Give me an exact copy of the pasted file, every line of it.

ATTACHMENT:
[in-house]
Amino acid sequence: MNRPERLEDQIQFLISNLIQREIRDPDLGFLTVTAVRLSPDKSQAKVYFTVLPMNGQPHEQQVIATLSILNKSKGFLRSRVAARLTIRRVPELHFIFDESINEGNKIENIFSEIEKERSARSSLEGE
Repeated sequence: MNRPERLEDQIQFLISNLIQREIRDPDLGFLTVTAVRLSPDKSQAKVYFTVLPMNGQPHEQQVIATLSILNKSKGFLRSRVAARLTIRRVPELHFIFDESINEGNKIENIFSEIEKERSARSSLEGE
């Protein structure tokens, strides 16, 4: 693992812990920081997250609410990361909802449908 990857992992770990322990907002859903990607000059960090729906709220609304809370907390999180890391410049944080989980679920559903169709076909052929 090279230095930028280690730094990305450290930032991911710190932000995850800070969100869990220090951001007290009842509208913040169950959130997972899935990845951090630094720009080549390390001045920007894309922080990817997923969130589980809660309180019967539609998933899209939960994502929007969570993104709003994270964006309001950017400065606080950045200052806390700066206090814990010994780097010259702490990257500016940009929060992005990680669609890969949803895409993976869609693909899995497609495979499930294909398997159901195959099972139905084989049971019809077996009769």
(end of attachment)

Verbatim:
[in-house]
Amino acid sequence: MNRPERLEDQIQFLISNLIQREIRDPDLGFLTVTAVRLSPDKSQAKVYFTVLPMNGQPHEQQVIATLSILNKSKGFLRSRVAARLTIRRVPELHFIFDESINEGNKIENIFSEIEKERSARSSLEGE
Repeated sequence: MNRPERLEDQIQFLISNLIQREIRDPDLGFLTVTAVRLSPDKSQAKVYFTVLPMNGQPHEQQVIATLSILNKSKGFLRSRVAARLTIRRVPELHFIFDESINEGNKIENIFSEIEKERSARSSLEGE
């Protein structure tokens, strides 16, 4: 693992812990920081997250609410990361909802449908 990857992992770990322990907002859903990607000059960090729906709220609304809370907390999180890391410049944080989980679920559903169709076909052929 090279230095930028280690730094990305450290930032991911710190932000995850800070969100869990220090951001007290009842509208913040169950959130997972899935990845951090630094720009080549390390001045920007894309922080990817997923969130589980809660309180019967539609998933899209939960994502929007969570993104709003994270964006309001950017400065606080950045200052806390700066206090814990010994780097010259702490990257500016940009929060992005990680669609890969949803895409993976869609693909899995497609495979499930294909398997159901195959099972139905084989049971019809077996009769």